Tropical Storm Andrea could unleash high winds and heavy rains across Beaufort County

mmcnab@beaufortgazette.comJune 6, 2013 


In this satellite image provided by The National Hurricane Center, the area circled identifies a well-defined circulation over the Gulf of Mexico which likely will become a tropical cyclone by Friday.

SUBMITTED — Submitted

Beaufort County emergency officials braced Thursday for high winds, heavy rains and possible tornadoes from Tropical Storm Andrea, which was expected to strike overnight and into Friday morning.

The Beaufort County School District canceled classes for Friday.

Frank Alsheimer, meteorologist with the National Oceanic and Atmospheric Administration, said the storm was expected to reach its peak in Beaufort County between 8 p.m. Thursday and 4 a.m. today, bringing three to five inches of rain.

Winds were expected to reach nearly 45 mph, and a National Weather Service storm advisory included warnings for isolated tornadoes in the area.

Beaufort County and Hilton Head Island emergency management officials issued several warnings about the storm's track Thursday, urging residents to secure their lawn furniture and for those who live in raised mobile homes to ride out the storm in safer structures. They said they were concerned about the possibility of falling trees and limbs, caused by the combination of ground saturated by rain and high winds.

Hilton Head emergency management coordinator Thomas Dunn said Thursday that localized flooding in low-lying areas on the island could also be a problem.

On Thursday night, about 2,500 SCE&G customers lost power, according to utility spokesman Robert Yanity. The outage occurred about 8:30 p.m., he said, and was power expected to be restored by 9:30 p.m.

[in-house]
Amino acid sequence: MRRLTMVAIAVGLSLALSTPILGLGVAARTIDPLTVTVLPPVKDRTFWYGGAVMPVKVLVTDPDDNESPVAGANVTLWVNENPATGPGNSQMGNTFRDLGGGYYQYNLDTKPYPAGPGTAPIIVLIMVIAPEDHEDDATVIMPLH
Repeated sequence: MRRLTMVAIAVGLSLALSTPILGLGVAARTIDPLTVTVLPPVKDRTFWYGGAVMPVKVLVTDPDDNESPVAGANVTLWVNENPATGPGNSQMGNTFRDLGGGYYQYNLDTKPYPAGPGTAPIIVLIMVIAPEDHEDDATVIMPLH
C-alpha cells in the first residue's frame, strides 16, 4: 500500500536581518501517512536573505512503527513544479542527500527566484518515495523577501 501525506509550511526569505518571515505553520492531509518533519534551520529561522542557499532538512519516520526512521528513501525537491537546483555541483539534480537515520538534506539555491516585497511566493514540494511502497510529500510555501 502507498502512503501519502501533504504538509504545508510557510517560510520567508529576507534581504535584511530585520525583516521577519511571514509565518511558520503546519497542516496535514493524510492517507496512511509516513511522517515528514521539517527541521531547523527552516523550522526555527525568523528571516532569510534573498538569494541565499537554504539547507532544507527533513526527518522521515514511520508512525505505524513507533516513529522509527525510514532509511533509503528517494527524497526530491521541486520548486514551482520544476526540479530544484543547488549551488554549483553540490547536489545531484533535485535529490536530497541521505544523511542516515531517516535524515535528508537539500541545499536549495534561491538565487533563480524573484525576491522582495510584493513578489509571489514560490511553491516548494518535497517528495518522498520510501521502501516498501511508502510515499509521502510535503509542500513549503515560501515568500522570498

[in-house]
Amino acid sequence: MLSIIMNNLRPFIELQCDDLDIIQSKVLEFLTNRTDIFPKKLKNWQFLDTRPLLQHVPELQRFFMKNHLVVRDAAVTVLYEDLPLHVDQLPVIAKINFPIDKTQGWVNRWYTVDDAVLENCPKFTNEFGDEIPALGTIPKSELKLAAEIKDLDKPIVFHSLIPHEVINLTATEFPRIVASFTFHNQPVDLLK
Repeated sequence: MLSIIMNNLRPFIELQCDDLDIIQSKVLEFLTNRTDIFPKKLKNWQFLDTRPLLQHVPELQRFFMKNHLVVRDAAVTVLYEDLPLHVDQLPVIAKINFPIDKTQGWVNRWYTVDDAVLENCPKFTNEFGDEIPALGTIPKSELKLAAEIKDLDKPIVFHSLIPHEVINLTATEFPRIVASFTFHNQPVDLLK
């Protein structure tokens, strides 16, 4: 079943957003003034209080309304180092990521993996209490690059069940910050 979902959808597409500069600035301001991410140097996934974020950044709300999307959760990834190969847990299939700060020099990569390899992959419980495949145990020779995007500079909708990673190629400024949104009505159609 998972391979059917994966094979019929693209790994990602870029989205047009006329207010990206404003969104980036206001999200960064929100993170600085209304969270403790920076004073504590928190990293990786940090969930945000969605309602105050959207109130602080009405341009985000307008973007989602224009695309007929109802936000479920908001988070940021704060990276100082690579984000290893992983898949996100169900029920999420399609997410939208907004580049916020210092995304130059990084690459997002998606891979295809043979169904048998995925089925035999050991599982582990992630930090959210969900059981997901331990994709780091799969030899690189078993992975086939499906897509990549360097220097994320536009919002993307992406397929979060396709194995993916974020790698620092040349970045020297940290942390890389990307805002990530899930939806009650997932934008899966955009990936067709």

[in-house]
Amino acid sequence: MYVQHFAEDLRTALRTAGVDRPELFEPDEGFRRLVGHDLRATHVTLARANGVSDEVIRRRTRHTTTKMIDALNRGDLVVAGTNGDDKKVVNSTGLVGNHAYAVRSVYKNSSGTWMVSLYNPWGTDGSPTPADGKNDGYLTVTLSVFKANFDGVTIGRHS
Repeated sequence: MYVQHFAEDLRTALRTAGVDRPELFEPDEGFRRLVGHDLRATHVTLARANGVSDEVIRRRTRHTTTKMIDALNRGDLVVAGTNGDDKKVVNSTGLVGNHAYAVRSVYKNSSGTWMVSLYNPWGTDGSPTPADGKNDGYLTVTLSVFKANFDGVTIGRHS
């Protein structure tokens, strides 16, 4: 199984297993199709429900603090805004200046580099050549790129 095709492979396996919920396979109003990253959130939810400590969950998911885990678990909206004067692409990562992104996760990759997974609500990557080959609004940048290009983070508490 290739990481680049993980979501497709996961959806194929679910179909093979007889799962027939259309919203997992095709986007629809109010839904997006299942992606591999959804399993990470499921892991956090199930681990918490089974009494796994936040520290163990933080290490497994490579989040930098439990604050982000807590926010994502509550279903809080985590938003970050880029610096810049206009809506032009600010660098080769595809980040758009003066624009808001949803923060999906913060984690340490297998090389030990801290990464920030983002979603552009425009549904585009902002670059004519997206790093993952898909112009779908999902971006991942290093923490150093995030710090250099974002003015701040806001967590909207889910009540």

The storm also caused the Beaufort County School District to cancel classes today, pushing back the start of summer break until Monday.

Friday's half-day has to be made up because state law requires 180 days of instruction, and today would have been the 180th day of the district's school year, acting superintendent Jackie Rosswurm said in a news release.

Monday is a "weather makeup day" built into the district's 2012-2013 calendar, the release said. Rosswurm said teachers needed the final day of school to complete their records with students.

Monday's half-day will begin at each school's regular start time, and buses will run on their normal schedules. Middle and high schools will be dismissed at 11:30 a.m., and elementary schools will be dismissed at 12:30 p.m.

The storm also caused the postponement of a half-dozen school promotion ceremonies from Friday to Monday. Beaufort High School moved its Thursday graduation ceremony into the school's gymnasium.

Whale Branch Early College High School will hold its graduation today at 7 p.m. as planned.

Spokesman Jim Foster said the district "erred on the side caution" by canceling school, as officials worried high winds could topple buses as they travel over bridges.

The S.C. Department of Education advised districts not to operate school buses if winds are expected to reach 30 mph or greater.

"Forces of this magnitude can greatly impact steering control and tracking of school buses in motion," according to a Department of Education memorandum.


Andrea hammered Florida late Thursday, bringing rain, heavy winds, and tornadoes.

Tropical storm warnings were in effect for a large section of Florida's west coast from Boca Grande to the Steinhatchee River and for the East Coast from Flagler Beach, Fla., all the way to Cape Charles Light in Virginia, and the lower Chesapeake Bay south of New Point Comfort. A tropical storm warning means that tropical storm conditions are expected somewhere inside the warning area within a day and a half.

As of 8 p.m. EDT on Thursday, Andrea was about 45 miles (72 kilometers) west of Gainesville after making landfall hours earlier in Florida's Big Bend area. Its maximum sustained winds had fallen to 50 mph (80 kph) and it was moving northeast at 15 mph (24 kph).

The storm was expected to lose steam by Saturday as it moves through the eastern United States, according to the U.S. National Hurricane Center in Miami.

The Associated Press contributed to this report.

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